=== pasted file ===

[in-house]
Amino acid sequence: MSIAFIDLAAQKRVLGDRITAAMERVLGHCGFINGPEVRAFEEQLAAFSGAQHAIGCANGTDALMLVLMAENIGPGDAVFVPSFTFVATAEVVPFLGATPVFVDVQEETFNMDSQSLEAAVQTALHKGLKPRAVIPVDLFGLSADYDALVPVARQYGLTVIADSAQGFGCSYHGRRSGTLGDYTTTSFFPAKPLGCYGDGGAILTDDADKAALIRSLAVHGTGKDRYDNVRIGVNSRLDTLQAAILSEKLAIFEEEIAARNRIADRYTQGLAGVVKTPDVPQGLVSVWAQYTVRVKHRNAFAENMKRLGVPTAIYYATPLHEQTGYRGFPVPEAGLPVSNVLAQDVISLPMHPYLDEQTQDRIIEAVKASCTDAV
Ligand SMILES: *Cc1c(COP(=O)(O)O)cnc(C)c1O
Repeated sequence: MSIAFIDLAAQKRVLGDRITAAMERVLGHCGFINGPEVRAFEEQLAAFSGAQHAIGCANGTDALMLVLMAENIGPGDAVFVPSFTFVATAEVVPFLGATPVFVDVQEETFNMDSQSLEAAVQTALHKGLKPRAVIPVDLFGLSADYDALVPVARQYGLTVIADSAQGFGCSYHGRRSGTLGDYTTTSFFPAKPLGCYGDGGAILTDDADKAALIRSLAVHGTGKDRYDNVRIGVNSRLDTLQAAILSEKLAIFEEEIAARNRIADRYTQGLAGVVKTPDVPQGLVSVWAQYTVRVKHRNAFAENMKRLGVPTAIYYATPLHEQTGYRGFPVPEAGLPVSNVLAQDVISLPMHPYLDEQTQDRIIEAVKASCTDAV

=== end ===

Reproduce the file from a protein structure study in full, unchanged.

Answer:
[in-house]
Amino acid sequence: MSIAFIDLAAQKRVLGDRITAAMERVLGHCGFINGPEVRAFEEQLAAFSGAQHAIGCANGTDALMLVLMAENIGPGDAVFVPSFTFVATAEVVPFLGATPVFVDVQEETFNMDSQSLEAAVQTALHKGLKPRAVIPVDLFGLSADYDALVPVARQYGLTVIADSAQGFGCSYHGRRSGTLGDYTTTSFFPAKPLGCYGDGGAILTDDADKAALIRSLAVHGTGKDRYDNVRIGVNSRLDTLQAAILSEKLAIFEEEIAARNRIADRYTQGLAGVVKTPDVPQGLVSVWAQYTVRVKHRNAFAENMKRLGVPTAIYYATPLHEQTGYRGFPVPEAGLPVSNVLAQDVISLPMHPYLDEQTQDRIIEAVKASCTDAV
Ligand SMILES: *Cc1c(COP(=O)(O)O)cnc(C)c1O
Repeated sequence: MSIAFIDLAAQKRVLGDRITAAMERVLGHCGFINGPEVRAFEEQLAAFSGAQHAIGCANGTDALMLVLMAENIGPGDAVFVPSFTFVATAEVVPFLGATPVFVDVQEETFNMDSQSLEAAVQTALHKGLKPRAVIPVDLFGLSADYDALVPVARQYGLTVIADSAQGFGCSYHGRRSGTLGDYTTTSFFPAKPLGCYGDGGAILTDDADKAALIRSLAVHGTGKDRYDNVRIGVNSRLDTLQAAILSEKLAIFEEEIAARNRIADRYTQGLAGVVKTPDVPQGLVSVWAQYTVRVKHRNAFAENMKRLGVPTAIYYATPLHEQTGYRGFPVPEAGLPVSNVLAQDVISLPMHPYLDEQTQDRIIEAVKASCTDAV